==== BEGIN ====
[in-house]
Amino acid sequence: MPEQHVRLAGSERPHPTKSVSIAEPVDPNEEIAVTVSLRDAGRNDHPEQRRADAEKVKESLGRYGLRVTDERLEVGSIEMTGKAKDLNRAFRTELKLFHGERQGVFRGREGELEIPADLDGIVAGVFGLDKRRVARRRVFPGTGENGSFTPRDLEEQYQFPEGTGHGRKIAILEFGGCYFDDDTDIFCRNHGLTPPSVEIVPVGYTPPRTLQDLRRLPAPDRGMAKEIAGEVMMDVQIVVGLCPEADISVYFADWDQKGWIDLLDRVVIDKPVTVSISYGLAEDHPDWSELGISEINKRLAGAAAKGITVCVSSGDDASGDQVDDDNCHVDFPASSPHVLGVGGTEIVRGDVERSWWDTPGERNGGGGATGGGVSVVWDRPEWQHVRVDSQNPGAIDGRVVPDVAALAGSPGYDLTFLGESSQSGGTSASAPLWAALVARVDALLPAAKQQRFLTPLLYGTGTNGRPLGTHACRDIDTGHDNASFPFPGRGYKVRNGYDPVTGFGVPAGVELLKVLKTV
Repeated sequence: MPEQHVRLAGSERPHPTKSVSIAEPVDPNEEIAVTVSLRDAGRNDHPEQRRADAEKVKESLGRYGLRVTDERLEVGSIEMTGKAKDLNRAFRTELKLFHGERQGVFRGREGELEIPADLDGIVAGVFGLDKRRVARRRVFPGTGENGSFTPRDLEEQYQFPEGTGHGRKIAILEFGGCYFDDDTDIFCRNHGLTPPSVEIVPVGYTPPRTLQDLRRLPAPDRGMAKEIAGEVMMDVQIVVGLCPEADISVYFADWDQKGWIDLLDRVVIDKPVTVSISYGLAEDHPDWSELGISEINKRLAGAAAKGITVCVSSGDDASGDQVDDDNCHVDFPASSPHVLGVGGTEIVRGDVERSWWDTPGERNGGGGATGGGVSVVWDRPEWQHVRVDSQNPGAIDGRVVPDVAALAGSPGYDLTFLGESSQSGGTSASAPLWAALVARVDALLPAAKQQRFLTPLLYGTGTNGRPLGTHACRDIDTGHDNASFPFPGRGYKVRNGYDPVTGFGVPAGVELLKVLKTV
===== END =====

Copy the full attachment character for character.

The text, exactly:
[in-house]
Amino acid sequence: MPEQHVRLAGSERPHPTKSVSIAEPVDPNEEIAVTVSLRDAGRNDHPEQRRADAEKVKESLGRYGLRVTDERLEVGSIEMTGKAKDLNRAFRTELKLFHGERQGVFRGREGELEIPADLDGIVAGVFGLDKRRVARRRVFPGTGENGSFTPRDLEEQYQFPEGTGHGRKIAILEFGGCYFDDDTDIFCRNHGLTPPSVEIVPVGYTPPRTLQDLRRLPAPDRGMAKEIAGEVMMDVQIVVGLCPEADISVYFADWDQKGWIDLLDRVVIDKPVTVSISYGLAEDHPDWSELGISEINKRLAGAAAKGITVCVSSGDDASGDQVDDDNCHVDFPASSPHVLGVGGTEIVRGDVERSWWDTPGERNGGGGATGGGVSVVWDRPEWQHVRVDSQNPGAIDGRVVPDVAALAGSPGYDLTFLGESSQSGGTSASAPLWAALVARVDALLPAAKQQRFLTPLLYGTGTNGRPLGTHACRDIDTGHDNASFPFPGRGYKVRNGYDPVTGFGVPAGVELLKVLKTV
Repeated sequence: MPEQHVRLAGSERPHPTKSVSIAEPVDPNEEIAVTVSLRDAGRNDHPEQRRADAEKVKESLGRYGLRVTDERLEVGSIEMTGKAKDLNRAFRTELKLFHGERQGVFRGREGELEIPADLDGIVAGVFGLDKRRVARRRVFPGTGENGSFTPRDLEEQYQFPEGTGHGRKIAILEFGGCYFDDDTDIFCRNHGLTPPSVEIVPVGYTPPRTLQDLRRLPAPDRGMAKEIAGEVMMDVQIVVGLCPEADISVYFADWDQKGWIDLLDRVVIDKPVTVSISYGLAEDHPDWSELGISEINKRLAGAAAKGITVCVSSGDDASGDQVDDDNCHVDFPASSPHVLGVGGTEIVRGDVERSWWDTPGERNGGGGATGGGVSVVWDRPEWQHVRVDSQNPGAIDGRVVPDVAALAGSPGYDLTFLGESSQSGGTSASAPLWAALVARVDALLPAAKQQRFLTPLLYGTGTNGRPLGTHACRDIDTGHDNASFPFPGRGYKVRNGYDPVTGFGVPAGVELLKVLKTV